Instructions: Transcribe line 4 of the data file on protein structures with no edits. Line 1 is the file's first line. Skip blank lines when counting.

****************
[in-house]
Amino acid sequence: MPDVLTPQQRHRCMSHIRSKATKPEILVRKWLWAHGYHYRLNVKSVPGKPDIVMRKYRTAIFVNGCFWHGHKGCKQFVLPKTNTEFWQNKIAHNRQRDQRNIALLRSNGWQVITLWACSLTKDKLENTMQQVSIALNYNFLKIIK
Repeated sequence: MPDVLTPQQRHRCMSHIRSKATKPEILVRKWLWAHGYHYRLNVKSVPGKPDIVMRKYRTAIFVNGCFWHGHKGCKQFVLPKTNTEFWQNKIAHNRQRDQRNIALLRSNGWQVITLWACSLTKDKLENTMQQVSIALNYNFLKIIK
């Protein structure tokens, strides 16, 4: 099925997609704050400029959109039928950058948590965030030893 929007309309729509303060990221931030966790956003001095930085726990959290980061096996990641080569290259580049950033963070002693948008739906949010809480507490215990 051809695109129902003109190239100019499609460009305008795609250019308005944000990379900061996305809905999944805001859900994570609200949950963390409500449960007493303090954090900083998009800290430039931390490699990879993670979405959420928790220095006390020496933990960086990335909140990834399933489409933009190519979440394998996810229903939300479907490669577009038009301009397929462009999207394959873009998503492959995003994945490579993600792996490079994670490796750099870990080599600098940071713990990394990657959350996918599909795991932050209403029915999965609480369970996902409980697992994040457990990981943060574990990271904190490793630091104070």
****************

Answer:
């Protein structure tokens, strides 16, 4: 099925997609704050400029959109039928950058948590965030030893 929007309309729509303060990221931030966790956003001095930085726990959290980061096996990641080569290259580049950033963070002693948008739906949010809480507490215990 051809695109129902003109190239100019499609460009305008795609250019308005944000990379900061996305809905999944805001859900994570609200949950963390409500449960007493303090954090900083998009800290430039931390490699990879993670979405959420928790220095006390020496933990960086990335909140990834399933489409933009190519979440394998996810229903939300479907490669577009038009301009397929462009999207394959873009998503492959995003994945490579993600792996490079994670490796750099870990080599600098940071713990990394990657959350996918599909795991932050209403029915999965609480369970996902409980697992994040457990990981943060574990990271904190490793630091104070």